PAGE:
You know, I've was thinking about this the other day. I think music is very special in that it's largely internal (inspiration coming above, coming within). Of course, all artforms can be internally inspired and externally inspired, and I'm just talking in broad strokes.

But take drawing, for instance, a lot of drawings is externally inspired--still-life and landscapes are an easy examples. You see something in the outside world, you interpret it and put it onto the canvas. Nonfiction literature is the same. Whereas, music is largely fictional. Words are specific and descriptive, and same with visual medium (eg photography, sculptures). But music as a language (form of expression) is vague, but poignant. This is why I think the musical language is best suited and often used to express internal things--emotions and moods.

So given that, I would think that not only the greatest musician's best stuff was inspired internally/from above; but I think that could be said of a lot of works by the greats (and the not-so-greats).

Though, I suppose sometimes you can hear a tune being whistled on the street, or try to capture stories, or scenes from a movie. So, not always the case that music is always fictional. But, by and large I think it is.

Last edited by neuralfirings; 08/13/13 09:42 AM.

Working on Beethoven's Appassionata Sonata, Mvt 3.
#2135101 - 08/18/13 11:08 PM Re: Advice for beginners in composition? [Re: neuralfirings]  
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One thing that helped me a lot to write is practicing improv, or flow. This can be as simple as sitting down at the piano and noodling in a key or going back and forth making up melodies over as few as one or two chords. If you try to play what you're hearing in your head you will develop a better sense of what techniques you will have to develop to flesh out your sound. Usually when I write a piece it is preceded by a lot of playing around with different ideas, be they certain intervals, chords, rhythms, techniques or whatever. This is also a good way to expand your ear and technical capabilities beyond your repertoire and knowledge of music theory. It can also be a great way to practice new techniques from difficult repertoire and to elaborate on your theory knowledge. Hope this helps!

#2138439 - 08/24/13 06:13 PM Re: Advice for beginners in composition? [Re: neuralfirings]  
Joined: Jun 2013
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Peter C D Offline
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Peter C D  Offline
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No matter what method you use (pencil & paper, notation program, noodling at the piano), set aside at least an hour a day. Composing is different from practicing an instrument where you can set aside 15 min. blocks. My experience with composing is that once you get into the flow, you don't want to stop. Many a time I've had a woe-begone looking dog with her legs crossed wanting to be taken out because I need to get a certain phrase just right.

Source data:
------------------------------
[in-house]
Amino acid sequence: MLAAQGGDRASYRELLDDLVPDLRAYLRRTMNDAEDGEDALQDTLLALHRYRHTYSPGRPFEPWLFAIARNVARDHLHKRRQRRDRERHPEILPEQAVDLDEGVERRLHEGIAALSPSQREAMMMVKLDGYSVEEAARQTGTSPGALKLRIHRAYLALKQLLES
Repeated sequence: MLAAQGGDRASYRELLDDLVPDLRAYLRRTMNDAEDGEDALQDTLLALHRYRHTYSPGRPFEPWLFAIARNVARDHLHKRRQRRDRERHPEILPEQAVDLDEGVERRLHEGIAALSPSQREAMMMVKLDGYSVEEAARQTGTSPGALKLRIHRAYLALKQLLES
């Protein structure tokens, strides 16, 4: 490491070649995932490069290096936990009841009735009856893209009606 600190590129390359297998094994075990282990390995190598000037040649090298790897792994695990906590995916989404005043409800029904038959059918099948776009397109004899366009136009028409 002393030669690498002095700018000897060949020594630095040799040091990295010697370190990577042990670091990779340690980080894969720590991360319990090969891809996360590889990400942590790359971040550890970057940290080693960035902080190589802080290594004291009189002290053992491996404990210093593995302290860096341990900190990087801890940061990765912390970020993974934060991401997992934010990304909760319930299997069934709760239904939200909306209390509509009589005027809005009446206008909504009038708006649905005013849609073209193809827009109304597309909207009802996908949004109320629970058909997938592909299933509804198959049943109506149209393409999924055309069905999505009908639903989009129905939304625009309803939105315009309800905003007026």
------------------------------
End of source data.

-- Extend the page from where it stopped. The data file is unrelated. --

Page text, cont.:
I usually do my composing first thing in the morning while drinking a pot of tea, much quieter with no distractions. Even if nothing new comes to mind ,I still use the time to go over work done the day before. the thing is, to do this every day for awhile so as to ingrain the habit. Believe me, after a while , if you take a day of you'll miss it.

#2157480 - 09/25/13 02:29 PM Re: Advice for beginners in composition? [Re: Peter C D]  
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blueston Offline
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Originally Posted by Peter C D

I usually do my composing first thing in the morning


Very good advice. Whatever is the most important thing in your life (composing in this case), you should try to prioritize it and do it first thing in the morning, not late in the day after you've worn yourself out from all other mundane errands and activities.

#2161272 - 10/03/13 04:18 PM Re: Advice for beginners in composition? [Re: neuralfirings]  
Joined: Feb 2004
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Rob Mullins Offline
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Rob Mullins  Offline
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When I first started writing music, jazz was the idiom of choice. Easy to understand the structure of an A section that repeats, a B section or bridge, and repeating the A section at the end...song form of AABA sections. Writing using a computer can be helpful because software forces you to be very clear about your sections IMO.


Rob Mullins
www.planetmullins.com
Recording Artist and Jazz Piano Instructor